BEAMSVILLE, Ontario, Sept. 16, 2021 (GLOBE NEWSWIRE) -- A collective of 15 scientists, who specialize in addictions and tobacco research, have released an essay, published by the American Public Health Association, calling for a more balanced approach to regulating vaping. The essay reviews the evidence on vaping’s efficacy, relative risk and concerns around youth vaping. The authors call for balanced regulation is amplified by the 3,300 Canadians that have died from smoking related disease and illness since the start of the election.
“Many, including this article’s authors, believe that vaping can benefit public health, given substantial evidence supporting the potential of vaping to reduce smoking’s toll. Our objective is to encourage more balanced consideration of vaping within public health and in the media and policy circles,” said the authors.
This statement echoes the findings of health agencies around the world. Among others, the United Kingdom, New Zealand, France, and Canada have all declared vaping to be significantly less harmful than combustible tobacco. Despite these statements, misinformation regarding vaping has left many smokers unsure about vaping’s relative risk.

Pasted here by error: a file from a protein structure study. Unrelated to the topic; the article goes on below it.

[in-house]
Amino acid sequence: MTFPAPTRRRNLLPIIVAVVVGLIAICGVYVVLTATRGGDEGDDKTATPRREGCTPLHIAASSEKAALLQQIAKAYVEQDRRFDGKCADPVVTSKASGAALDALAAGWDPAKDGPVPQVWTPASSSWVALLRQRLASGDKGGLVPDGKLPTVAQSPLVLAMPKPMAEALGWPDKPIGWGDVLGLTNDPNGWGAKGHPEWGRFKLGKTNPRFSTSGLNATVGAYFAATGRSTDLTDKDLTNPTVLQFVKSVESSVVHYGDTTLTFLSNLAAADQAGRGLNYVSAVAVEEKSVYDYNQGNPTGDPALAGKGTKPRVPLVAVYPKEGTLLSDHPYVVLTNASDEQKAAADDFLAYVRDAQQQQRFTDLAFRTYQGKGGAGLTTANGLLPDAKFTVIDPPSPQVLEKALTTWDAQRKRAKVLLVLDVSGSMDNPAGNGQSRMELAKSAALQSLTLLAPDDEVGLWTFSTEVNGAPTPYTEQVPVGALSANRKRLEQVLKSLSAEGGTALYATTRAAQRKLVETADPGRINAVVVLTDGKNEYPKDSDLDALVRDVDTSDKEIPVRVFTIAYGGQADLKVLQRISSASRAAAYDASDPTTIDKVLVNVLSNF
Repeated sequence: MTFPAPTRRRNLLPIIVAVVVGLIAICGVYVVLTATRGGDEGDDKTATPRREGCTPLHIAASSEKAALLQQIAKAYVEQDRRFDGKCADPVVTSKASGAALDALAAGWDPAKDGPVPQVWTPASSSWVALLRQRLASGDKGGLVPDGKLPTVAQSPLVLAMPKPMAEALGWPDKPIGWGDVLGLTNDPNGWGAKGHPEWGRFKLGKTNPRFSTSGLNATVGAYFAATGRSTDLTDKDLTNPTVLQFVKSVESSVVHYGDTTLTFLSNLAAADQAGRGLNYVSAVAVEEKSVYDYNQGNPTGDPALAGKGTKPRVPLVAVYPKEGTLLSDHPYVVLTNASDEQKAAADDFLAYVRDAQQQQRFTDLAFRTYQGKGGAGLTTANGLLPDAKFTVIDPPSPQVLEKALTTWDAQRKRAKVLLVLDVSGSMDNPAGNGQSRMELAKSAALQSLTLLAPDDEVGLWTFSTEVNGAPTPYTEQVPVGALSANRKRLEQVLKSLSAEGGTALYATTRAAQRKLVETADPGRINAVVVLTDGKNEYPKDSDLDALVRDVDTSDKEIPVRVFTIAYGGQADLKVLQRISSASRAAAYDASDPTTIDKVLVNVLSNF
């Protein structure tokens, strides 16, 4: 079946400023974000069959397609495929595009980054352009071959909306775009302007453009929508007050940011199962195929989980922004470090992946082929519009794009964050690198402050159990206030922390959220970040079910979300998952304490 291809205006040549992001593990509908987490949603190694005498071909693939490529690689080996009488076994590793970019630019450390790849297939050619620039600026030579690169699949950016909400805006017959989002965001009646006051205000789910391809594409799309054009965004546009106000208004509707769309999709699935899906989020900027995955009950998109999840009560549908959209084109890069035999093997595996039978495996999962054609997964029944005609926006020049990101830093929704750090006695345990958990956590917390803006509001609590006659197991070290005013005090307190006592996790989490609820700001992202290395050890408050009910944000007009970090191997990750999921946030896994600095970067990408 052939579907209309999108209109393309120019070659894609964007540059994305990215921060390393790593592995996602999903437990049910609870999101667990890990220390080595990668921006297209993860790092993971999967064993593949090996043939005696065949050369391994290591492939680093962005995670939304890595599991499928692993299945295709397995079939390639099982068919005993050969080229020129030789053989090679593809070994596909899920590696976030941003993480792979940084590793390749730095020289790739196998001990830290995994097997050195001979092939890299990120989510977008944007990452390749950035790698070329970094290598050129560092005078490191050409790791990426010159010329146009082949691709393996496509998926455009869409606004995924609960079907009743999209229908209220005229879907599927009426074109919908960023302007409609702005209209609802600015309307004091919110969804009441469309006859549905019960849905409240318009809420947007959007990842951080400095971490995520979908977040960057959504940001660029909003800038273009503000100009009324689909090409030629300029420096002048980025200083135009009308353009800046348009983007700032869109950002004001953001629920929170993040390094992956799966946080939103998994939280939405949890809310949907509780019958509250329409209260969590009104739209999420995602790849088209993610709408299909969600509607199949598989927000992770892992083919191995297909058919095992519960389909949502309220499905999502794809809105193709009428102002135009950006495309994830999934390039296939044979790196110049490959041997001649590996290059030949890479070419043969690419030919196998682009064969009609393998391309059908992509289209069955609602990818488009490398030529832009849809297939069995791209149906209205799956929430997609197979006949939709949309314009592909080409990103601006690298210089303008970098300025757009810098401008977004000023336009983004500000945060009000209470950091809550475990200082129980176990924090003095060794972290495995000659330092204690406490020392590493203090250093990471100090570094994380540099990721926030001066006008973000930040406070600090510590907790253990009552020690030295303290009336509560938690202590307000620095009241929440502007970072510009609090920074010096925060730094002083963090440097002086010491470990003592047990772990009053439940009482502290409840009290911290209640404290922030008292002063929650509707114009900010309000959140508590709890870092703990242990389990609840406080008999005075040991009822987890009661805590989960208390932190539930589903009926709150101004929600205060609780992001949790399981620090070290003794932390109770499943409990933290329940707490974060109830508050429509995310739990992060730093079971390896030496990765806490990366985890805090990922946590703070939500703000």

“Although not the final word, the totality of the evidence indicates that frequent vaping increases adult smoking cessation. Smokers unable to quit smoking with evidence-based cessation methods should be well informed about the relative risks of vaping and smoking and vaping’s potential to help them quit smoking,” said the authors.
“The topic of vaping has become politically charged. Following the science on vaping has become politically inconvenient as anti-vape organizations have pushed a false narrative that any support for tobacco harm reduction is a failure to protect youth. This has created a lack or political will to fully embrace vaping. Canada needs to send a clear message to Canadians that youth and non-smokers should not vape, but for smokers, switching to vaping can improve health outcomes,” said Darryl Tempest, Executive Director of the Canadian Vaping Association.
“We share the very legitimate concerns about youth vaping with the entire field of public health. Our goal is to put those concerns in perspective. We agree with former Surgeon General C. Everett Koop who, in 1998, urged that ‘As we take every action to save our children from the ravages of tobacco, we should demonstrate that our commitment to those who are already addicted . . . will never expire.’ The latter appears at risk today,” concluded the authors.